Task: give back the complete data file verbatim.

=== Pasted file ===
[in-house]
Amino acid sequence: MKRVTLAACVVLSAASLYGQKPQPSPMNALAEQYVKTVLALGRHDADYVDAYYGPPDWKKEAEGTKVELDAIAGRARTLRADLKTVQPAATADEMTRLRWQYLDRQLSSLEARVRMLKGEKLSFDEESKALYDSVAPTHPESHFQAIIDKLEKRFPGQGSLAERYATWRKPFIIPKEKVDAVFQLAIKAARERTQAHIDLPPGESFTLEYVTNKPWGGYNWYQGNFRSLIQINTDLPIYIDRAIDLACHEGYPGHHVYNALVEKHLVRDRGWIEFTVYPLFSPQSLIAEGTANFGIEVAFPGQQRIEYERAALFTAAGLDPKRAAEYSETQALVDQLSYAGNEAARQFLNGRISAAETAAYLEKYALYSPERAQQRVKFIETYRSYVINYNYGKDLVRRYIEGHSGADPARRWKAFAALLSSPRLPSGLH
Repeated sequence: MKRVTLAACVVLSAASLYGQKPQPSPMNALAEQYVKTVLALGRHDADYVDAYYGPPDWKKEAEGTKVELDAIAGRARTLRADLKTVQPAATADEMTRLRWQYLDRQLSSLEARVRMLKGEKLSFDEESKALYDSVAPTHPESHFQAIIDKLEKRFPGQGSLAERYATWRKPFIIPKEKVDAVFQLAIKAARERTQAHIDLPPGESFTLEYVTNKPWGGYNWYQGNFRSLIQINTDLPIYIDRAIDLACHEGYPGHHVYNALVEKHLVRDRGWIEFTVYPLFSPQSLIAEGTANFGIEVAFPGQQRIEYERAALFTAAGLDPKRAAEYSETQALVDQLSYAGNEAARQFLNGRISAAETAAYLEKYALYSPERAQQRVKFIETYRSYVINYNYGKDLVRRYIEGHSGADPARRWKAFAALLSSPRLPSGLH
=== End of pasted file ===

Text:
[in-house]
Amino acid sequence: MKRVTLAACVVLSAASLYGQKPQPSPMNALAEQYVKTVLALGRHDADYVDAYYGPPDWKKEAEGTKVELDAIAGRARTLRADLKTVQPAATADEMTRLRWQYLDRQLSSLEARVRMLKGEKLSFDEESKALYDSVAPTHPESHFQAIIDKLEKRFPGQGSLAERYATWRKPFIIPKEKVDAVFQLAIKAARERTQAHIDLPPGESFTLEYVTNKPWGGYNWYQGNFRSLIQINTDLPIYIDRAIDLACHEGYPGHHVYNALVEKHLVRDRGWIEFTVYPLFSPQSLIAEGTANFGIEVAFPGQQRIEYERAALFTAAGLDPKRAAEYSETQALVDQLSYAGNEAARQFLNGRISAAETAAYLEKYALYSPERAQQRVKFIETYRSYVINYNYGKDLVRRYIEGHSGADPARRWKAFAALLSSPRLPSGLH
Repeated sequence: MKRVTLAACVVLSAASLYGQKPQPSPMNALAEQYVKTVLALGRHDADYVDAYYGPPDWKKEAEGTKVELDAIAGRARTLRADLKTVQPAATADEMTRLRWQYLDRQLSSLEARVRMLKGEKLSFDEESKALYDSVAPTHPESHFQAIIDKLEKRFPGQGSLAERYATWRKPFIIPKEKVDAVFQLAIKAARERTQAHIDLPPGESFTLEYVTNKPWGGYNWYQGNFRSLIQINTDLPIYIDRAIDLACHEGYPGHHVYNALVEKHLVRDRGWIEFTVYPLFSPQSLIAEGTANFGIEVAFPGQQRIEYERAALFTAAGLDPKRAAEYSETQALVDQLSYAGNEAARQFLNGRISAAETAAYLEKYALYSPERAQQRVKFIETYRSYVINYNYGKDLVRRYIEGHSGADPARRWKAFAALLSSPRLPSGLH